Human Rights and Technology: Lessons from Alice in Wonderland

Human Rights and Technology: Lessons from Alice in Wonderland

Judith Dueck (The University of Winnipeg Global College, Canada) and Michael Rempel (Software Architect, Canada)
DOI: 10.4018/978-1-4666-1918-0.ch001
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This chapter examines eleven technology issues faced by human rights organizations. These issues are critical if they are to use technology effectively. Although solutions are not proposed, the chapter highlights topics that increasingly require research and concrete solutions in order for human rights organizations to integrate technology tools into their work. The key issues addressed are: rapid technology changes; national security, personal information, and human rights; web security; data relationships; controlled vocabulary (a common language); Semantic Web and human interactivity; search - finding the information; assumptions and ease of use; trust; open source; and social media. These issues, chosen from the human rights and technology backgrounds of the authors, provide a frontier to human rights work that may seem daunting to the newly initiated. Human interaction must remain the key element. Technology must be a servant to the human rights needs and demands.
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The wonderland of information communication technologies is upon the human rights community. The Oxford Dictionary of Phrase and Fable (Knowles, 2006) defines wonderland as:

a land or place full of wonderful things, a fairyland; the term is recorded from the late 18th century, but is most frequently used with reference to the country which Alice found down a rabbit-hole in Lewis Carroll's Alice's Adventures in Wonderland. (Knowles, 2006)

One could suggest with little levity that perhaps Alice’s wonderland is similar to the technology wonderland today – a wonderland with promises, delights and dangers. Alice's Adventures in Wonderland, a classic fantasy novel written in 1865 under the pseudonym Lewis Carroll, is about a girl who falls down a rabbit hole into a fantasy world (Wonderland). The quotations used in this chapter are from this book, as well as Through the Looking Glass which was a sequel to Alice’s Adventures in Wonderland. Alice’s wonderland in some ways parallels the “wonderland” of technology with its complexities, mystery and unknown future.

The following quote sets the stage:

Alice started to her feet, for it flashed across her mind that she had never before seen a rabbit with either a waistcoat-pocket, or a watch to take out of it, and burning with curiosity, she ran across the field after it, and fortunately was just in time to see it pop down a large rabbit-hole under the hedge.

In another moment down went Alice after it, never once considering how in the world she was to get out again.

The rabbit-hole went straight on like a tunnel for some way, and then dipped suddenly down, so suddenly that Alice had not a moment to think about stopping herself before she found herself falling down a very deep well.

Either the well was very deep, or she fell very slowly, for she had plenty of time as she went down to look about her and to wonder what was going to happen next (Carroll, 1865, Chapter 1).

On contemplating the curious world of technology that everyone seems to have fallen into, one must admit that many once impossible processes are now not only possible but have been implemented. This advancement in technology has many advantages but also some inherent dangers - dangers that may be critical in a field as sensitive as human rights. Alice rushes down the rabbit hole without consideration of any repercussions. Organizations, on the other hand, must ensure a holistic approach considering the technical, organizational, ethical, communication, human rights and other implications before they jump into the alluring rabbit hole of technology.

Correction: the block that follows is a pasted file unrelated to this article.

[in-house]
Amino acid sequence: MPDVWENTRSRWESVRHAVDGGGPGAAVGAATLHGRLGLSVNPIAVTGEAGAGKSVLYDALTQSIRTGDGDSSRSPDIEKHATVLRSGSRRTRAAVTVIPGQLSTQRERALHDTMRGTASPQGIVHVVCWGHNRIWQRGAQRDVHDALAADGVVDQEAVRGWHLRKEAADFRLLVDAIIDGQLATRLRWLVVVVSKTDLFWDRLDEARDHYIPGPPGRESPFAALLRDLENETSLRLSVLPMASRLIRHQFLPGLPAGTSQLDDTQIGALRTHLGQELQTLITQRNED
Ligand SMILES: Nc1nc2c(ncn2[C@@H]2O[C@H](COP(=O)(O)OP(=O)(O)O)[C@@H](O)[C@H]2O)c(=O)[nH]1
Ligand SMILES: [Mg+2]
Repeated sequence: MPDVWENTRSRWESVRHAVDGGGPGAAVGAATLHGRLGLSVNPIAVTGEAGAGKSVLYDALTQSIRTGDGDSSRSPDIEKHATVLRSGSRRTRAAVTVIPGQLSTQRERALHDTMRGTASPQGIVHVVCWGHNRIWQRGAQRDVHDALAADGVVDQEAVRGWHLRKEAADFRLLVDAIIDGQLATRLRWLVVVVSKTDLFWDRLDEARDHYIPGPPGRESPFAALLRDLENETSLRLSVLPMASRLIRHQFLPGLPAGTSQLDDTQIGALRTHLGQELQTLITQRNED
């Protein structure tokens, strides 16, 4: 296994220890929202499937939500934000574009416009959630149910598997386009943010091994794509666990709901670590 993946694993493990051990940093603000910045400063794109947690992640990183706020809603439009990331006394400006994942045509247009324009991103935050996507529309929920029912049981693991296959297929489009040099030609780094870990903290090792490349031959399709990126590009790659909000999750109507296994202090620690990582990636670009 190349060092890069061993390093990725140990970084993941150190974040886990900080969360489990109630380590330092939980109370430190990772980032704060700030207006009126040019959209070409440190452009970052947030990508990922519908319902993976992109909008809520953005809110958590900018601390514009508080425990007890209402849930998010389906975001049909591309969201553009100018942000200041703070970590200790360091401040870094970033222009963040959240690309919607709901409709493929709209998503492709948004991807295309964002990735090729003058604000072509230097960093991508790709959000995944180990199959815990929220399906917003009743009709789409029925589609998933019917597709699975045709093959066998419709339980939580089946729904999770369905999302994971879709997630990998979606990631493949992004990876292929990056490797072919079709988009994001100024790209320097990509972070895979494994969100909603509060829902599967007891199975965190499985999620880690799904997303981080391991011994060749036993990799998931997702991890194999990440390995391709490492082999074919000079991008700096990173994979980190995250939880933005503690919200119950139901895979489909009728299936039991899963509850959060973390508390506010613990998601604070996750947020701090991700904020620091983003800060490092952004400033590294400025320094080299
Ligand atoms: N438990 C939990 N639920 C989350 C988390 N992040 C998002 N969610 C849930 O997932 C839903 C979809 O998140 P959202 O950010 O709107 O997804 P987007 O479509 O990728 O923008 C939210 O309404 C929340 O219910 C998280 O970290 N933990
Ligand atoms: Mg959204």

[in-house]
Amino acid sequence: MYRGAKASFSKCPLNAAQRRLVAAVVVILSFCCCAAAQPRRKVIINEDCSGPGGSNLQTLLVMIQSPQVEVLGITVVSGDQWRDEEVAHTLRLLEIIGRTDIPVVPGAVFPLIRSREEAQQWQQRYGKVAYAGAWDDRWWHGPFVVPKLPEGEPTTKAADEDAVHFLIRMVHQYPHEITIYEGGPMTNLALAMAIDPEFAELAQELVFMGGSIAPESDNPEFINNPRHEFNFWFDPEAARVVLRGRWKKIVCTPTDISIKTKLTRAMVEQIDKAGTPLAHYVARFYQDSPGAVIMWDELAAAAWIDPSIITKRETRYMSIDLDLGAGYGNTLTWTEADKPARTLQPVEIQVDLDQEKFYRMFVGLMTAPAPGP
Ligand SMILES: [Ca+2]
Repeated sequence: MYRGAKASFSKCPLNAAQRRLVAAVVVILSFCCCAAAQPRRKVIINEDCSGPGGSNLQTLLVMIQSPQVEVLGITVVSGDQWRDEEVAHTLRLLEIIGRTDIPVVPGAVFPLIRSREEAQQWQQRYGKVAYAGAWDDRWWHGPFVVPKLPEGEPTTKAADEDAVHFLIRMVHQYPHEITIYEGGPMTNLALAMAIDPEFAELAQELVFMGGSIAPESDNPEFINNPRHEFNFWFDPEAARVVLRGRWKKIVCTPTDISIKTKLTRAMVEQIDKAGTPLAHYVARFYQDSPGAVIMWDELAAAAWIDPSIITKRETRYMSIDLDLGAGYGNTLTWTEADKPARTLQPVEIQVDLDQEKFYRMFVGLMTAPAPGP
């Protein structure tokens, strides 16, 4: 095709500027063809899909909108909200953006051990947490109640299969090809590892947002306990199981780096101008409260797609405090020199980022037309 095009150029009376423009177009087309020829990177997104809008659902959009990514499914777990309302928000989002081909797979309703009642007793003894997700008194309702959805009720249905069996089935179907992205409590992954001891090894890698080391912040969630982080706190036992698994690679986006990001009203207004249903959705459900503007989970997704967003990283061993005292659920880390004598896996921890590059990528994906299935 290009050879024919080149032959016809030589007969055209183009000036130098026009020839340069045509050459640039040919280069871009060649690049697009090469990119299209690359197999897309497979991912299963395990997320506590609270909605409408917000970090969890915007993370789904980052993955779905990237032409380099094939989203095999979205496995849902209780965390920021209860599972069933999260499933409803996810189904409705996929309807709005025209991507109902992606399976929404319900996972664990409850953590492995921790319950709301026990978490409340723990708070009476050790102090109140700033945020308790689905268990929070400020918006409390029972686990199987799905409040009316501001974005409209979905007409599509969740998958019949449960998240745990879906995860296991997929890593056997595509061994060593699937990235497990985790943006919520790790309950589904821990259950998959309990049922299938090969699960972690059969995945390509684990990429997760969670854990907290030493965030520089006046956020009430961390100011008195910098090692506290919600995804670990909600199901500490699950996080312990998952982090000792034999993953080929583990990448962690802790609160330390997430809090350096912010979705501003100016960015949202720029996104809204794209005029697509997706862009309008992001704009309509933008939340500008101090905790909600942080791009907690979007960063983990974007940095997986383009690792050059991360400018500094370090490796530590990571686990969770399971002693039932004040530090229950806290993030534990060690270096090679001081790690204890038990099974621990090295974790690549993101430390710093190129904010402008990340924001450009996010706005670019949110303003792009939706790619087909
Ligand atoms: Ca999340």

Looking back one can see many trendsetters – those who led the way into wonderland. For example, in the mid-80s only a few human rights organizations used email. Examples include Al Haq, the West Bank branch of the International Commission of Jurists and Amnesty International. They had the foresight to see the potential of the new communications technology.

Trendsetters in human rights documentation in the 1980s included non-governmental organizations (NGOs) such as the Centre for Legal and Social Studies (CELS) in Argentina. In 1986 the Argentinian government passed the “Ley Punto Final”, a law that created a 60 day time limit for prosecution of crimes committed during the military dictatorship (Jelin, 1994). Human rights NGOs such as CELS turned to manual documentation systems in order to proceed with prosecutions as quickly as possible. In 2005 the “Ley Punto Final” was overturned and once again the documentation systems of human rights NGOs were invaluable. These documentation systems identified perpetrators, times of events, reported incidents, places, roles of persons involved, and other details. The CELS system was one of several which were examined carefully as useful examples in the development of electronic human rights documentation systems. Organizations began to create methods of documenting violations using discrete pieces of information and relational databases. Some of the discussions around these processes can be found in Guinchat & Minou (1983), Chaves (1989), Ball et al (1994), Ball (1996), Metzl (1996, 1997), Ball et al (1997), Guzman & Verstappen (1998), Frontalini (1990), Ball et al (2000), and Cross & Jarvis (2000).

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